Sometimes, after taking an hour-long tour of our several locations and initiatives, including health care, legal services, workforce training, after school programs, and food delivery, someone will ask, "Now where do you do the ministry?"
This question always causes me to smile.
Of course, I know what is intended.
People want to know if we are "witnessing" to those who come to us for assistance. They want to know if we are teaching people about the Christian faith. You know, driving folks toward conversion or a "decision of Christ." This is especially true of more affluent church folks from outside the neighborhood. It is as if "sharing the faith" is all that matters, and once completed, they are "off the hook" and can return to their comfort and luxury without further concern.
I have to tell you, I wish it were that easy.
Across the last 15 years, I've come to understand that questions like these reflect a basic misunderstanding of the nature of the communities where we are working, as well as the individuals who compose these neighborhoods. In addition, these concerns misunderstand how we relate to all who come through our several doors.
Not long ago we received the following message from a prospective donor:
Again, I say thank you for the effort and time, which you commit to the ministry of people. In a recent meeting. . .we were able to discuss the opportunity of partnering with Central Dallas Ministries. Based on the principles and guidelines of our organization, we don’t believe that such a partnership would be the best possible use of the funds that we give to charitable causes.
The primary focus of ministries that we support must include spreading the gospel of Jesus to those that do not know Him; we believe that "loving God with all your heart, and your neighbor as yourself” is what we should try to do.
While Central Dallas Ministries strongly and actively promotes the second half of this philosophy, I don’t believe telling others about God is a priority to Central Dallas Ministries. People must have the opportunity to know and love Jesus, and we see humanitarian aid as an avenue to promote this agenda. It is an opportunity for them to see Christ in us, and for us to share with them an eternal hope that will greatly exceed what we can give them materially and socially.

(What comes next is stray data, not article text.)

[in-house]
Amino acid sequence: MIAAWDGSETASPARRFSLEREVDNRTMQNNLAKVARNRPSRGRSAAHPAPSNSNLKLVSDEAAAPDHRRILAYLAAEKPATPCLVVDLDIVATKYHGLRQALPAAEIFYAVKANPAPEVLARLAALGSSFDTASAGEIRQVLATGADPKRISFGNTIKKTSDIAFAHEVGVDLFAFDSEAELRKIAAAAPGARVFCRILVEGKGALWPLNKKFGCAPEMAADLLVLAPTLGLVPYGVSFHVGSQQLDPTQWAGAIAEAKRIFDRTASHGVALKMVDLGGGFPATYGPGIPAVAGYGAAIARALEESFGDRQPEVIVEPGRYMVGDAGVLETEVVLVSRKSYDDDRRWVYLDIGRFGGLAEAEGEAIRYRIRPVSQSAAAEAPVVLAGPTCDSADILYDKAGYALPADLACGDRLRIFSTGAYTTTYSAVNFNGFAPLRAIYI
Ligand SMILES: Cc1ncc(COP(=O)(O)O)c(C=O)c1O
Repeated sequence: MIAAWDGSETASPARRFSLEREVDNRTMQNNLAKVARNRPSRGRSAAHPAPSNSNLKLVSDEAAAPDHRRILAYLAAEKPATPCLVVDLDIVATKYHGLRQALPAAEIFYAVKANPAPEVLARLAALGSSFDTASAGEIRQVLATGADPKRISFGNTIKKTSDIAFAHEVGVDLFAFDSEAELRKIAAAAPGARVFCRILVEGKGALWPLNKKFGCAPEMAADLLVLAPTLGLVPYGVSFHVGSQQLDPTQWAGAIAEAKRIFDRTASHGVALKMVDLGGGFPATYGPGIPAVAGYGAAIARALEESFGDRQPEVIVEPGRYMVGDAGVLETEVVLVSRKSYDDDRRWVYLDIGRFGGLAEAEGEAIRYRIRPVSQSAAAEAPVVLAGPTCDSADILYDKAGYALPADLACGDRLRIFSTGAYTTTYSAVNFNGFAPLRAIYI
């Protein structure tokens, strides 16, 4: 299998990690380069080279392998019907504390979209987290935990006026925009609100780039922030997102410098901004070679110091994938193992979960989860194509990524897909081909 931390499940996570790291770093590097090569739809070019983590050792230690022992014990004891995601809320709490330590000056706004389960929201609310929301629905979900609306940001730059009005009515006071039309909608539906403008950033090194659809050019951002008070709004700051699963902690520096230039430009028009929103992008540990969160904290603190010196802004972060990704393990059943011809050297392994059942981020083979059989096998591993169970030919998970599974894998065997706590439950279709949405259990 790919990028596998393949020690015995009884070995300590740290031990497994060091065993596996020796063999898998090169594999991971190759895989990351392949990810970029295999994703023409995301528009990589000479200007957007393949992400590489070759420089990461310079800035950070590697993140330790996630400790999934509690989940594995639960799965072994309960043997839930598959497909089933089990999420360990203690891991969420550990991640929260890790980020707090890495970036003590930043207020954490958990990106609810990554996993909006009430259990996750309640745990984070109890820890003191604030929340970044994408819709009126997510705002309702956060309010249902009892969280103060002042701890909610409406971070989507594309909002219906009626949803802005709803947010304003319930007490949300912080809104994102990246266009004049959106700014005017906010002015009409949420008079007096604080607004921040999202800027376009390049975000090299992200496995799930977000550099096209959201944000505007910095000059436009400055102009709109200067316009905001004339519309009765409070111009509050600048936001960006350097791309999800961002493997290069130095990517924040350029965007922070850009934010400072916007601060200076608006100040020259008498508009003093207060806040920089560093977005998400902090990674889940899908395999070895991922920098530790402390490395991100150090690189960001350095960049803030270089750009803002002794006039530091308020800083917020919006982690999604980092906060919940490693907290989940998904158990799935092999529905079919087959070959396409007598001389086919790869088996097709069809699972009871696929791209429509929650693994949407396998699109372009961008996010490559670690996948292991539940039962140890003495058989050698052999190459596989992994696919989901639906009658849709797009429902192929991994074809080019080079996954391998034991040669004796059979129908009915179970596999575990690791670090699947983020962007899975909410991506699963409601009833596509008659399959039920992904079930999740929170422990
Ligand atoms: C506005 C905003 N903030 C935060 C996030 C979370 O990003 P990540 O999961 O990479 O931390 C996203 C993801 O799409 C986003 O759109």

I trust I have not offended you in any way, as it was certainly not meant to; however, I thought that I certainly owed you an answer and explanation, considering your efforts and consideration. I wish you and Central Dallas Ministries the best in your future endeavors and know that you will be a blessing to many.
What this person and group do not understand is the simple fact that the vast, vast majority of the people we work among claim a clear commitment to Jesus and self-identify as Christians.
The fundamental question in our community is not whether folks have faith in God.
The major questions we deal with have to do with survival as individuals and families.
In my view some of our "Christian groups" need to read more of Jesus and his early followers.
For us and our organization the key concern is not what others believe. The key issue is what we do because of our faith in response to the pain of our neighbors, most of whom are our brothers and sisters in faith.
I love what John wrote so long ago:
If anyone has material possessions and sees his brother in need but has no pity on him, how can the love of God be in him? (1 John 3:17) Translation: talk is cheap, especially when it is holy talk or God-talk.
Or, consider these words from James, the brother of Jesus:
What good is it, my brothers, if a man claims to have faith but has no deeds? Can such faith save him? Suppose a brother or sister is without clothes and daily food. If one of you says to him, 'Go, I wish you well; keep warm and well fed,' but does nothing about his physical needs, what good is it? In the same way, faith by itself, if it is not accompanied by action, is dead. (James 2:15-17)
Every day we engage, embrace, hear, encounter, hug, love, challenge, pray with, encourage, urge on, call (and did I say love?) the urban poor here in the heart of Dallas. The people we face day-by-day have and know Jesus. What they do not have is opportunity, enough food, education, a way to receive health care, respect and a realistic chance to care for themselves and their families.
To "share the gospel" and walk away is pure foolishness, as well as faithless.
I suppose we are very Franciscan.
St. Francis once challenged his followers with these words, "Preach the gospel at all times. Use words only when necessary." This is our creed.
If that is offensive, come live with us for a while and see how it works out a life at a time in our very real world.
By the way, today in a meeting with volunteers, one of our long-time partners who has come every week for 14 years to serve and to love shared a moving testimony about "prayer time" she had enjoyed with very poor neighbors who had come to our food pantry for help. Tears flowed and everyone understood what kind of ministry she was up to among our dear neighbors who came to unload burdens and receive hope for another day.
If that is not spiritual enough for some donors, I simply regret that they don't understand and that they have no willingness to experience our reality.